As can be seen my current sketch work, I have been using big forms to depict cow shapes. I'm almost looking as if I want to work with upholstery but I'm not too sure if that is the way I want to go or to use less material to simplify the design.
Even though I had used online resources to find images and videos of cows, as a designer, I find most of the time a primary, 'real life' speaks to me more that a printed underlay on a lightbox. I found watching the group of cows for an our or so and capturing their natural movement and form that changes in relation to that movement. In Milan I kept an eye out for anything that could inspire either form or movement and interpret this into my piece.
I spotted this piece by a Dutch company called Werner Neumann that, at least I believe, is made to resemble the form of a cow. Neumann says he has 'a wealthy sense of form language' (Werner Neumann, 2017) and I think this can be seen within this leather model. A lot of his work does resemble this multiple draw, organic shape but I believe with the strategic choice of leather material, Neumann has tried to replicate the form of the cow or bull is this piece of work. Yet, I still see this to be too literal. I want my piece to be even more subtle than this and be furniture before cow.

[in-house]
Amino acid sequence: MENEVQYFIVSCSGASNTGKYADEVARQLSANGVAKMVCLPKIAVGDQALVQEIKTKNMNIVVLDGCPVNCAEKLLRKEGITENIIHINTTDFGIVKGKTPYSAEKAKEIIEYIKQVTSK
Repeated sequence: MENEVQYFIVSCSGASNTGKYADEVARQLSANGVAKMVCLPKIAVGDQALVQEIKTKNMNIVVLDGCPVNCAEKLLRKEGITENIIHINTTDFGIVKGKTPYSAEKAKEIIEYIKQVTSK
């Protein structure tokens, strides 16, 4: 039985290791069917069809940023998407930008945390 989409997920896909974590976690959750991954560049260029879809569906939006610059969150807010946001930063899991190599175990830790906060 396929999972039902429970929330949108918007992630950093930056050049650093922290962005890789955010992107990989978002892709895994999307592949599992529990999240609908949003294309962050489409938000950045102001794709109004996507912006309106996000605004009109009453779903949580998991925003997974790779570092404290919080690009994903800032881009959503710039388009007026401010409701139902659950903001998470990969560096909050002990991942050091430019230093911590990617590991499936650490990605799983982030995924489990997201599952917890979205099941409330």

I loved this 'chaise longue' looking chair by Tom Dixon as it was formed from to simplified solid shapes to create the form. This upholstery-like material use is one path I have considered going down however in some ways I wonder if it is subtle enough still. Although I love this design it is so large it could be viewed us intrusive if I was to interpret these methods into my own idea.
Another example of a chaise longue I loved was this one by Atelier Mendini called 'Alex'. The print is not all to my taste, yet the eco-material use is, I like the geometric form with less material but I want it to be soft, comfy and inviting as the Tom Dixon model is. I wonder therefore if I imitate the organic, comfortable shape with the use of less material. I saw examples of this both in Salone Milano and the Nendo collection:
Nendo created a beautiful selection tablets that had bowls or storage integrated into the with the aesthetic as if they were melting into the floor from the table. I appreciate the clean aesthetic Nendo is famous for in addition to the contrast between the straight-structured tables with the organic melted form. Looking back at some of my initial designs hollowing out the large stomach or even udder features of the cow would use less material and give the initial table a different use, for example a low sitting chair.
zemi / tauiro ishiko (japan)
Maybe subtly and less is more, material-wise, is a Japanese theme as I also found this cabinet that integrates the fruit bowl into the furniture with a geometric mesh a successful example of product design. Not only is it appealing to the visceral but has considered function too. This was created by a Japanese student at the Salone Milano show.
Form factor will be one of the most crucial elements to my piece, as it is the subconscious reminder of the life before the material for leather and showcasing the alternative material properties on a visceral piece of design.
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